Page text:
The Chinese law strictly applies the principle of ius sanguinis. According to the Nationality Law, which disciplines the modes of acquiring citizenship, any person with at least one parent who is Chinese national shall have Chinese nationality. However, Article 5 states that a person who has acquired a foreign nationality at birth and either (or both) of whose parents have settled abroad, shall not have Chinese citizenship. Therefore, the mere right of blood would not suffice in order to have the citizenship granted, as the parent (or parents) must settle in China, including those that are stateless, or their nationality cannot be determined (Article 6).
The Chinese Nationality law also states that foreign nationals or stateless persons who are willing to become Chinese citizens may be naturalised upon approval of their applications, provided that they are near relatives of Chinese relatives, that they have settled in China or that they can produce other legitimate reasons. Any person who applies for naturalisation has to renounce to his original citizenship.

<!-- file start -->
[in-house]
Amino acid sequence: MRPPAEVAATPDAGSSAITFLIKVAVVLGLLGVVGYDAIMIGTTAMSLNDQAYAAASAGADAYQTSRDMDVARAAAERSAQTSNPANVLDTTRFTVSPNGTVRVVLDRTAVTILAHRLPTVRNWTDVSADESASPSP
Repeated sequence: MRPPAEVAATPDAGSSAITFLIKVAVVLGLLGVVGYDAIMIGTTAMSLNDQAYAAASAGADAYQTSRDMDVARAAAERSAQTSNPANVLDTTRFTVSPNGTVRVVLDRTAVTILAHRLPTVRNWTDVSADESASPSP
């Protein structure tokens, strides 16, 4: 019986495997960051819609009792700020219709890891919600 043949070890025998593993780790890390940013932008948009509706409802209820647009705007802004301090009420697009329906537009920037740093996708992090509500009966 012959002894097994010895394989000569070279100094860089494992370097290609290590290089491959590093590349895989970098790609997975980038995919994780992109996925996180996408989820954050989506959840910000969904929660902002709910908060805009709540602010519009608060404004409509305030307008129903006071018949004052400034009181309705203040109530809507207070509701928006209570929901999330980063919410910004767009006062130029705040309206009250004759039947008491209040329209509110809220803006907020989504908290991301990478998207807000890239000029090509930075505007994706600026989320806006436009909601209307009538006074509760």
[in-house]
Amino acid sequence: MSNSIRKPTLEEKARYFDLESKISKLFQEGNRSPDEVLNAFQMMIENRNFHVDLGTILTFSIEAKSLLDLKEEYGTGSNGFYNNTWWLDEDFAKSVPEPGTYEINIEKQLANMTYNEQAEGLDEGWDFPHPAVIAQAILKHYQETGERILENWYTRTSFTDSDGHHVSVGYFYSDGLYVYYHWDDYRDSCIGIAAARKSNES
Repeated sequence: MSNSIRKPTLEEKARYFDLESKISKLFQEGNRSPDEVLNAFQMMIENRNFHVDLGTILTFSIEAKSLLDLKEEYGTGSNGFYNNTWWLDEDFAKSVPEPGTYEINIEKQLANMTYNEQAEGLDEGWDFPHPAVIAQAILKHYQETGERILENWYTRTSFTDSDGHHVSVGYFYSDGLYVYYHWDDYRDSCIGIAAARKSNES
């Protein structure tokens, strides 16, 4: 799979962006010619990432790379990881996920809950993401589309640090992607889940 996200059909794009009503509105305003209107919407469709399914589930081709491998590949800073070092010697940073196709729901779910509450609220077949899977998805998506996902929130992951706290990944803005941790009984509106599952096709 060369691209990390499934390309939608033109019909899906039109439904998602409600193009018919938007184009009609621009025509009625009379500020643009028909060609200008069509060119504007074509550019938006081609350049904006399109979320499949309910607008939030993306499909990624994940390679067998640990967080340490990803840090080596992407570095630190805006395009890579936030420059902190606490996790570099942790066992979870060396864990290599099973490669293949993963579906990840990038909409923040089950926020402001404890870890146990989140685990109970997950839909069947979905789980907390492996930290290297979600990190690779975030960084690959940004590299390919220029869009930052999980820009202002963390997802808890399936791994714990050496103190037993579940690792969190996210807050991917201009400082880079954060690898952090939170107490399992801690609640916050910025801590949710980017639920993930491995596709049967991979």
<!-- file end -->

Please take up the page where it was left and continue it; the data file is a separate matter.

The local Public Security Bureaus are the entities appointed by law that are responsible for collecting applications for naturalisation. After they are submitted, it is the Ministry of Public security that approves or rejects the applications for naturalisation.
The Chinese Nationality Law clearly affirms in Article 3 that the People’s Republic of China does not recognize dual nationality for any Chinese national. Furthermore, as set down in Article 9, Chinese nationals who obtain naturalisation in a foreign country will automatically lose their Chinese citizenship.